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7:33 PM / Wednesday February 8, 2023

22 Nov 2018

Rhonda Willingham, founder and CEO of MenzFit uses style to change the lives of men in need

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November 22, 2018 Category: Local Posted by:

ABOVE PHOTO:  Owners of Damari Savile with Rhonda Willingham.  From left:  Malcolm Jenkins, Rhonda Willingham and Jay Amin.

 

By Kharisma McIlwaine

West Philadelphia native Rhonda Willingham has always had a heart for giving back. After receiving her bachelor’s degree in international business and public relations from Slippery Rock University in Pennsylvania, and her master’s degree in journalism and communications from American University in Washington, DC., Willingham went on to serve as a political appointee for the Department of Labor during President Bill Clinton’s administration.

After a successful career dealing directly with public affairs and community outreach, Willingham saw a greater need to serve the community. In 2001, she founded MenzFit, a non-profit organization that provides professional clothing, career development, and financial literacy workshops to men in need in an effort to help them find long-term gainful employment. Willingham has been recognized nationally for the work that she does in the community. Some of those accolades include; Philadelphia City Council’s “Next Generation of Leaders: Rising Stars” award, The NAACP’s “100 Influential Black Women Award”, and the “Bank of America’s Neighborhood Excellence Award.”

She was also recognized as a “local hero” in Essence Magazine during the National Day of Service in 2012 to honor First Lady Michelle Obama. Willingham sat down with the SUN to discuss her work with MenzFit and why it is essential to uplift our communities, starting with our men.

Willingham lived in Washington, D.C. for 18 years. While living in our nation’s capital, she was inspired to create MenzFit after volunteering and realizing there was a deficit in organizations geared towards helping men in need.

She asked the people at one of the women’s organizations that she was volunteering with if there were any that offered the same life skills services for men, and was told no. Willingham decided to research the topic for herself. “So, I just kind of got onto the Internet, and I didn’t see anyone doing anything remotely like that for men,” she said. I also recognized and learned that there are very few organizations that even focus on men. Most non-profits focus on women, children and disease. After I found out there is no one doing anything like this, I brought together about three or four guys that I respected. I ran the concept by them and they thought it was a great idea.

Councilman Curtis Jones, Jr. and Councilwoman Helen Gym (r) with Founder Rhonda Willingham after winning last year’s “Who Wore It Best” Fashion show competition.

We started with just suits… for the first few years, that’s all we did. “Then we recognized that a lot of our clients have some barriers to employment and some deficiencies in terms of work experience,” Willingham continued. So it was a matter of how [we] could we help them with a holistic approach to getting back to work, or if they are working [on] getting into a better career or job. I believe that if we get our men together, many of the organizations that exist for women would not need to exist. They exist because the man is missing from the household. That was very inspiring to me and I really haven’t looked back since.”

Since its inception, the resources that MenzFit has provided for the community have yielded incredible results.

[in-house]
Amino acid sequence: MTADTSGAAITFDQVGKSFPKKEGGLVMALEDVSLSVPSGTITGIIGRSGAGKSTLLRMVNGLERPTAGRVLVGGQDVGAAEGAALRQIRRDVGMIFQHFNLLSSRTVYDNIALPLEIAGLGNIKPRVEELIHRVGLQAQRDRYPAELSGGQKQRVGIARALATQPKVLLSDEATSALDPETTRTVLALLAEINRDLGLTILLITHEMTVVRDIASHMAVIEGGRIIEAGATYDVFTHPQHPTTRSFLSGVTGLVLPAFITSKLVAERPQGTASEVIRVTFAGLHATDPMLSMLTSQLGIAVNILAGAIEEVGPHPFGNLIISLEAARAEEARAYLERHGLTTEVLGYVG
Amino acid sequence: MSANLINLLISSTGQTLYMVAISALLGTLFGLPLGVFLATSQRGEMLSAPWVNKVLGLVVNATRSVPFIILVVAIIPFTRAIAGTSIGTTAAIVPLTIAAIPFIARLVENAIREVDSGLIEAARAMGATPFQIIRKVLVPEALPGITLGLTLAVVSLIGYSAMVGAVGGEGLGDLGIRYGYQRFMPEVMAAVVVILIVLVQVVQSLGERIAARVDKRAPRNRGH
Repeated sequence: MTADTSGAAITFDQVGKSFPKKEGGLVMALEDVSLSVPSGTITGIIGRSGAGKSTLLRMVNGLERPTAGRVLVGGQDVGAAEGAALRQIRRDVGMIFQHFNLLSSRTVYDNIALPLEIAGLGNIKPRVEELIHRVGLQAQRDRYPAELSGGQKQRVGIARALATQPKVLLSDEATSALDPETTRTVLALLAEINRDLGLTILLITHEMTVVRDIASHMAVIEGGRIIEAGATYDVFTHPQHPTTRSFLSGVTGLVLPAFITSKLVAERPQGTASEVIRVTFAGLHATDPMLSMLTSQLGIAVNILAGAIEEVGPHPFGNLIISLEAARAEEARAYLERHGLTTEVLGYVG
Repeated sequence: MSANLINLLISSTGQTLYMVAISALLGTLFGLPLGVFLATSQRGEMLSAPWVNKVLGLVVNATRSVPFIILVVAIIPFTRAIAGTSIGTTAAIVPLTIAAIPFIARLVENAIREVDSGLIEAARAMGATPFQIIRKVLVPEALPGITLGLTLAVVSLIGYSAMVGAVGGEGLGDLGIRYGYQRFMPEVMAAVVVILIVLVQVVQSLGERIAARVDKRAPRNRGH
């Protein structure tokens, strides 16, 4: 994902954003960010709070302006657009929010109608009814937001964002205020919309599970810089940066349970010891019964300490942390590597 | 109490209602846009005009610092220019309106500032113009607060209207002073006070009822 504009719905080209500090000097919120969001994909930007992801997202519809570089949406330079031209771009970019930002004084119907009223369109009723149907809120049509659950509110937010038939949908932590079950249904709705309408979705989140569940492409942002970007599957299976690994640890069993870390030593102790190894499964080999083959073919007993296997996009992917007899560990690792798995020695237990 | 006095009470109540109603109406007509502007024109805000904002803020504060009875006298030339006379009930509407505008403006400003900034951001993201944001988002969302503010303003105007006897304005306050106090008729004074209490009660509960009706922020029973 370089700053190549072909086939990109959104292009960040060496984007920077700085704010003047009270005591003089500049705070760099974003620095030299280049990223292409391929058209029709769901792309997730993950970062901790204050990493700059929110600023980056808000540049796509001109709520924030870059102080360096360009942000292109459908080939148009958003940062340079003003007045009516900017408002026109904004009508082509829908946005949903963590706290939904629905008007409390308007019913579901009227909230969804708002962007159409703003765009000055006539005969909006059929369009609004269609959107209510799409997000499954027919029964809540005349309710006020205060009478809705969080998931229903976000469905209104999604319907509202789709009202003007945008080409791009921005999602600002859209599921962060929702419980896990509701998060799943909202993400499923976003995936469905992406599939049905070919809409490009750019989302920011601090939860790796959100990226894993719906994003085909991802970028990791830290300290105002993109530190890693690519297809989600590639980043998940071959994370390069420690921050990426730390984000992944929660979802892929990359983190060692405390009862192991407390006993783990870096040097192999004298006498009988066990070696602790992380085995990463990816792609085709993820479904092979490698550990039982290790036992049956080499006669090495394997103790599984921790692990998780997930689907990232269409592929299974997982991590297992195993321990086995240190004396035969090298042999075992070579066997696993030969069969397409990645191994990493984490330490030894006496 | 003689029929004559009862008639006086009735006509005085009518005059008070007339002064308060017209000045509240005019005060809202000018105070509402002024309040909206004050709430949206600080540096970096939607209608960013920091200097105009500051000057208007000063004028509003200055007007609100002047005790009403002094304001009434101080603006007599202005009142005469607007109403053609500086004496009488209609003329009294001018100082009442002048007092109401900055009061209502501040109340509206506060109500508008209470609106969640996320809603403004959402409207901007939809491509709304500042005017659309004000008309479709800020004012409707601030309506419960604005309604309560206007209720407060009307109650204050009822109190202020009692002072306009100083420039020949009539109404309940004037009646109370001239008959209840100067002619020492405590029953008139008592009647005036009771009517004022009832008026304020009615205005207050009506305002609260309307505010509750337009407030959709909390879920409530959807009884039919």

“I started MenzFit in Washington 18 years ago, and then opened up in Philadelphia 11 years ago in June 2007,” Willingham said. “When I decided to take this show on the road and expand, obviously Philadelphia was going to be my first city, because I’m from here. Since that time, we’ve helped almost 1,400 men with their job needs, of which 51 percent remain employed. Our statistics are great, especially given the fact that we went through a depression and the economy slipped.”

“Most of the guys that we work with come from our referring agencies,” she continued. “Those organizations could be job training programs, mental and substance abuse programs, and our largest population are our re-entries. About 68 to 70 percent of the men we see are coming home from prison. We’re currently working with the Public Defender’s Office, with Keir Bradford-Grey. We’re doing a pilot [program]. This is our first cohort with juvenile lifers. Not only are we preparing them for work in terms of the outward appearance — the suit, the shirt, the tie and all of that — but we are also doing a 16-workshop series with them.”

A mock interview workshop took place on November 13th. During that workshop, six of the men of MenzFit donned in their suits went through at least two rounds of interviews with MenzFit facilitators that work in Human Resources. The men were expected to take the feedback they received in the first interview, and apply it to their second interview. Two of the men went on actual interviews last week following the workshop. In addition to the workshop series that MenzFit already has in place, the organization continues to build more programs and make efforts to reach new demographics in dire need.

“We’ll probably be adding a few more workshops next year,” Willingham said. “The workshops include a financial literacy component, men’s health, diet, nutrition, and diseases that impact African-American and Hispanic men. We also have a physician that comes in and talks to the men. The cohort we’re working with now, juvenile lifers, are just so thrilled because that’s a different population.

The juvenile lifer is different from the guy that went to prison for five, seven or even 10 years. The juvenile lifer never thought that they were getting out, but because of The Supreme Court law, they are being released, which is amazing. Just imagine being locked up since you were 15, 16, or 17 years old, and they are in their 40’s now. There’s nobody in that cohort who has done less than 30 years. Their work ethic is different, everything about them is different. They are like, ‘I’ve spent most of my life in prison and I’m never doing that again.’ We also have some other things that we are addressing now with the mental health component, which is big. I didn’t realize how big it was initially.”